In the previous installment, Part 2 - The Fund Class, we built a container class for the fund's properties. On the server, a HashMap object will hold a collection of funds to be searched. Matching ones will be converted to a JSON array and returned to the browser to display in our Autocomplete list. This week we'll be developing the AutocompleteServlet. The servlet acts much like an ASP, Perl or PHP script in that it's executed by the server and accepts parameters from the browser. There's one important difference between Java and the languages that I just mentioned: unlike these, Java is a complete language, not a script. That provides several advantages over the former. For instance, the byte code a compiled class uses runs at a fairly decent speed. More importantly, Java can be developed in feature-rich IDEs like Eclipse which allow thorough debugging and testing. It also provides all the perks that come with OOP languages such as encapsulation, inheritance, abstraction, polymorphism, etc. For these reasons, it's hard to beat the scalability of Java.
Importing the JSON Java Utility Files
In the last article, we downloaded the JSON Java Utility source files, but we haven't done anything with them yet. Now would be a good time to bring them into our project, because our Servlet class won't compile without them. Here's how to do it from within Eclipse.
If you open any of the JSON Java files in a text editor or Eclipse, you'll see by the top line that they should reside in a package called "org.json."
Therefore, we'll create two subfolders under our main source folder for the JSON files. There are several ways to do it, but the simplest method is to use the "Import" command under "File: Import..." on the main menu (See Figure 1).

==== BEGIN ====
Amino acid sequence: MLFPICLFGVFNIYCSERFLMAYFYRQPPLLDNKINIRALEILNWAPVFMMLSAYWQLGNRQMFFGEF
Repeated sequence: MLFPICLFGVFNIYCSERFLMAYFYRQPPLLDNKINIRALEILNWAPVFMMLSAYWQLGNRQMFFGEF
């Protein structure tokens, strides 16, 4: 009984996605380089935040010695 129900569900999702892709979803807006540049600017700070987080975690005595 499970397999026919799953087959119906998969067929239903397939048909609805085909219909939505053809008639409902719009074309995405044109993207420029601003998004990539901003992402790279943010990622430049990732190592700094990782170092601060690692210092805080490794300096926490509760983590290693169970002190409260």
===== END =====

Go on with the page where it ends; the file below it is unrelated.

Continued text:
In the "Import" dialog, select "File System" (See Figure 2).
The next thing is to provide the "From Directory." Use the "Browse..." button to locate the folder which contains the seven JSON files. Once you've closed the "Import from Directory" dialog, the folder you selected will appear in the left window pane, while the seven files will appear in the right one. The checkboxes beside each item are used to flag it for import. Unless you have other files in the same folder, simply selecting the source folder on the left will automatically select all the files contained therein. Now we have to specify the "Into Folder." Click the second "Browse" button and select the "src" folder, since it's the root for our source files. Our one remaining task is to create the two subfolders under our project root. To do that, we can type the extra path info in the "Into Folder" textbox. Hence, we would add "/org/json" to the path of "Autocomplete/src" (See Figure 3).
Click the "Finish" button to see the new packages and files under the "Java Resources: src" folder.
Create the Autocomplete Servlet
Looking at the Fund class, it should be apparent that it doesn't do much. The actual processing takes place in the AutocompleteServlet class. A servlet is a special type of Java class that can handle server requests and provide an appropriate response. We'll be overriding a method that will take a course of action based on the "action" parameter.
We'll create the new class in very much the same way as we did for the Fund:
- Right-click on the "Java Resources" branch in the "Project Explorer" pane.
- Hover the mouse pointer over the "New" item to bring up the second popup.
- Click on the "Class" item to bring up the "New Java Class" dialog (See Figure 4).
The AutocompleteServlet class must extend HttpServlet. To set its parent class, we can use the "Browse..." button to bring up the "Superclass Selection" dialog. Type "httpservlet" in the "Choose a Type" textbox. In fact, you probably won't have to type more than a couple of characters before the "javax.servlet.http.HttpServlet" package appears at the top of the list (See Figure 5)
Select it and click on OK to close the dialog and create the new class.
Here's the resulting empty AutocompleteServlet class: